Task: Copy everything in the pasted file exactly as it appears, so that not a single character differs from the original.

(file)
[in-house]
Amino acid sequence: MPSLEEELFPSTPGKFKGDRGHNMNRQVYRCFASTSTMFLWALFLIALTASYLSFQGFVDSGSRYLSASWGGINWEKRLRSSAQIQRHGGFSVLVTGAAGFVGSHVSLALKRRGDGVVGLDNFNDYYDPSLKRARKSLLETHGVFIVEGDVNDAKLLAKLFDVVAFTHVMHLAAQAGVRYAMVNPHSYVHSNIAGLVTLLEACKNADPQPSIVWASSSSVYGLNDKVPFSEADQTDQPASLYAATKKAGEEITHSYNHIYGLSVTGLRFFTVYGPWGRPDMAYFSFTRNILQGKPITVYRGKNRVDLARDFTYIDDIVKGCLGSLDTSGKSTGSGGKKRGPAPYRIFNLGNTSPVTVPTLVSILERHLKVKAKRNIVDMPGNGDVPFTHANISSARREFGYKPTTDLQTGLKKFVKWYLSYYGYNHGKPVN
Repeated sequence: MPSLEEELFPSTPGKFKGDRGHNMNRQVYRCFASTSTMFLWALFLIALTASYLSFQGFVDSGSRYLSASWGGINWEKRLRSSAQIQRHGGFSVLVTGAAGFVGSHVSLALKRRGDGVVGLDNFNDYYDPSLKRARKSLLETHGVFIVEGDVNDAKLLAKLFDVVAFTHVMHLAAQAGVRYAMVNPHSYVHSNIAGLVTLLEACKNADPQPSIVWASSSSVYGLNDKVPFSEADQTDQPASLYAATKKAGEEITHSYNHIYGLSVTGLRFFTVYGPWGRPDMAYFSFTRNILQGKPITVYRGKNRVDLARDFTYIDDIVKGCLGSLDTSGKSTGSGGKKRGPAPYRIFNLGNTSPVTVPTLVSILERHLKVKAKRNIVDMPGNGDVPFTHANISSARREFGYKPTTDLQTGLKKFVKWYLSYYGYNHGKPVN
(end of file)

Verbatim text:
[in-house]
Amino acid sequence: MPSLEEELFPSTPGKFKGDRGHNMNRQVYRCFASTSTMFLWALFLIALTASYLSFQGFVDSGSRYLSASWGGINWEKRLRSSAQIQRHGGFSVLVTGAAGFVGSHVSLALKRRGDGVVGLDNFNDYYDPSLKRARKSLLETHGVFIVEGDVNDAKLLAKLFDVVAFTHVMHLAAQAGVRYAMVNPHSYVHSNIAGLVTLLEACKNADPQPSIVWASSSSVYGLNDKVPFSEADQTDQPASLYAATKKAGEEITHSYNHIYGLSVTGLRFFTVYGPWGRPDMAYFSFTRNILQGKPITVYRGKNRVDLARDFTYIDDIVKGCLGSLDTSGKSTGSGGKKRGPAPYRIFNLGNTSPVTVPTLVSILERHLKVKAKRNIVDMPGNGDVPFTHANISSARREFGYKPTTDLQTGLKKFVKWYLSYYGYNHGKPVN
Repeated sequence: MPSLEEELFPSTPGKFKGDRGHNMNRQVYRCFASTSTMFLWALFLIALTASYLSFQGFVDSGSRYLSASWGGINWEKRLRSSAQIQRHGGFSVLVTGAAGFVGSHVSLALKRRGDGVVGLDNFNDYYDPSLKRARKSLLETHGVFIVEGDVNDAKLLAKLFDVVAFTHVMHLAAQAGVRYAMVNPHSYVHSNIAGLVTLLEACKNADPQPSIVWASSSSVYGLNDKVPFSEADQTDQPASLYAATKKAGEEITHSYNHIYGLSVTGLRFFTVYGPWGRPDMAYFSFTRNILQGKPITVYRGKNRVDLARDFTYIDDIVKGCLGSLDTSGKSTGSGGKKRGPAPYRIFNLGNTSPVTVPTLVSILERHLKVKAKRNIVDMPGNGDVPFTHANISSARREFGYKPTTDLQTGLKKFVKWYLSYYGYNHGKPVN